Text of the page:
Want to become an audio fiction production house? The Wireless Theatre Company celebrates 10 years in audio fiction this year and is standing proof it’s possible to become a successful audio business over the long-term.

The multi-award winning, direct-to-public audio company is second only to BBC Radio in attracting big names, but to survive it has changed business models, formed partnerships with big broadcasters and re-shaped content to meet changing audience demands.

It’s about people, not productions

Mariele Runacre-Beck, the company’s founder, met me over a cup of tea not far from Piccadilly Circus. Based in London’s West End, it’s immediately obvious what gives the WTC it’s edge – an enviable access to theatrical talent.

“Starting out as an actor, nearly everyone sets up a company to gain visibility.”

She recalls how BBC Radio had just got into podcasting and this looked like an attractive model: “I could get the productions I was involved in to a much wider audience…after a time, I found that I preferred producing over acting.”

The idea behind Wireless is that it would give new writers and emerging talent access to a newly developing audience. Crucially, Mariele wasn’t seeking to tell her story, but to build a business by giving a voice to other people’s ambitions. That gave her the thinking space to focus on building up the company.

Connections Matter

A big challenge for the Company early on was gaining exposure in a market where audio drama was almost exclusively associated with BBC Radio.

Drawing on the background in theatre, Wireless made a number of astute moves. By partnering with theatre companies to make live performances, it gained visibility amongst listeners. Mariele then succeeded in enticing Radio 4 stalwart Nicholas Parsons to act as a Patron to the firm, giving it a renown public face in the industry.

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Credibility in the industry has enabled Wireless to attract other household names in radio, including Prunella Scales, Jenny Runacre, Julian Glover and Stephen Fry. More recently the likes of Rebecca Hall and Richard E Grant have taken time out from film production to record for the company.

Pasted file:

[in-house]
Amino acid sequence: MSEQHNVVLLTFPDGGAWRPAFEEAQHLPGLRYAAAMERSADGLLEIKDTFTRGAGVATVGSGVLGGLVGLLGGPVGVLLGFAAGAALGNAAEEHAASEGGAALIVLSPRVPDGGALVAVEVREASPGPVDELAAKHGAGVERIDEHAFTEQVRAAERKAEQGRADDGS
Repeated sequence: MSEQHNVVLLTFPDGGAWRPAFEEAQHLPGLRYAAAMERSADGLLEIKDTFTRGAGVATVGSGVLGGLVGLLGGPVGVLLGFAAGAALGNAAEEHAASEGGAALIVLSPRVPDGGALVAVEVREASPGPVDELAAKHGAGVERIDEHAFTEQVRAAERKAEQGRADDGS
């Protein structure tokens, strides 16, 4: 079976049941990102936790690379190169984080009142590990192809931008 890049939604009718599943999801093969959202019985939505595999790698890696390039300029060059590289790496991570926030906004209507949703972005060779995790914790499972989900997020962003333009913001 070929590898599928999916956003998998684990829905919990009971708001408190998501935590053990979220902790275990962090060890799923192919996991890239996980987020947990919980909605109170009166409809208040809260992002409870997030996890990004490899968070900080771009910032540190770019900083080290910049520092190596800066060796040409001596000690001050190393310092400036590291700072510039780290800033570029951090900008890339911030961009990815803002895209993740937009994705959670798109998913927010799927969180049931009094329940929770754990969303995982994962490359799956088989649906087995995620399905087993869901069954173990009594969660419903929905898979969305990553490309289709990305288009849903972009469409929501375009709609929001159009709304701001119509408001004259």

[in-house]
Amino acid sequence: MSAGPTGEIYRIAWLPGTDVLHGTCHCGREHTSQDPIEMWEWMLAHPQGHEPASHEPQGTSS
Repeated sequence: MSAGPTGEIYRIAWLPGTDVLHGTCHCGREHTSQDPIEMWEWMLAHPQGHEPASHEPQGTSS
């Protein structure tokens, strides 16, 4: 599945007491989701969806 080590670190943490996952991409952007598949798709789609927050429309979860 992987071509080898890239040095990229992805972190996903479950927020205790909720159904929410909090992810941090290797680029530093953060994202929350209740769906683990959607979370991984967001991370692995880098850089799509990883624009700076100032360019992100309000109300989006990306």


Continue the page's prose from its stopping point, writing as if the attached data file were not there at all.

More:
Success can be a virtuous circle. High standards and recognised names earned the company the coveted status of a BBC Preferred Supplier. Recognition in the industry enabled the company to win commissions from major platforms such as Audible. Large commissions in turn attract more acting talent, who then be won over to other projects.

Adapting to Changing Times

Yet, as any experienced producer knows, it’s cashflow that transforms a labour-of-love into something sustainable.

WTC built its base of loyal fans through a free-to-air model of production, but in 2010 it took the decision to transform the not-for-profit into a Limited business and offer access to the content on a payment subscription.

“We lost 80% of our listenership,” Mariele observed ruefully. “I’m very committed to making our material publicly available, but as an actor, I firmly believe in the importance of paying for a performance.”

The move was, and remains, a gamble. There’s ever better quality content available free and whilst the subscription cost is low (only £25 annually) it can be a bar for new listeners.

Yet the positive case for subscriptions is equally compelling. Advertising or crowdfunding revenue is often linked to specific projects, whilst commissions give other broadcasters rights over its content. Only payment subscription guarantees the freedom to pursue independent productions.

Reaching a new generation

As an early pioneer in digital fiction, WTC continues to trial to channels for reaching listeners. In 2008, it established a school education programme in radio drama, and from 2010 it started developing content aimed at children. It also has workshops developed for aspiring audio producers and directors.

More recently, the company has partnered with Audioboom to showcase free content as an entry point for new listeners. Mariele also expressed ambitions to produce more serial content like the much lauded Springheel’d Jack Saga, to lure in a new generation used to episodic dramas like We’re Alive or The Black Tapes.

Perhaps the biggest challenge for the future is the sheer diversity of its activities that includes the need to build up its own content, whilst following through on commissions to larger platform. For now, though, the team are ideally positioned to take advantage of the growth in the medium and to follow through on emerging opportunities.

For new producers seeking to emulate the staying-power of the Company there are a number of lessons that stand out:

• Decide whether you want to tell a story or build a company. If it’s the latter, focus on becoming a conduit for other people’s skills.
• Don’t try to reinvent the industry, get familiar with the broadcast and theatre worlds and leverage contacts to open doors.
• Surviving from project to project isn’t enough, there must be an income source for the company if it has space to thrive.
• Cultivate a close number of skilled and committed collaborators.
• Remain innovative, look out for new opportunities for using skills to generate income and keep an eye on changing market trends and tastes.

Most of all, Mariele emphasizes, be prepared to put the hours in. You’ve got to love the medium for its own sake. “Really I can’t think of anything else I’ve been involved in that is as exciting as this.” Mariele muses. “Another full-time member of staff would be nice though.”

You can find some of the Wireless Theatre Company’s audio fiction, along with some other fantastic productions, in our Best Audio Drama on Audible roundup.

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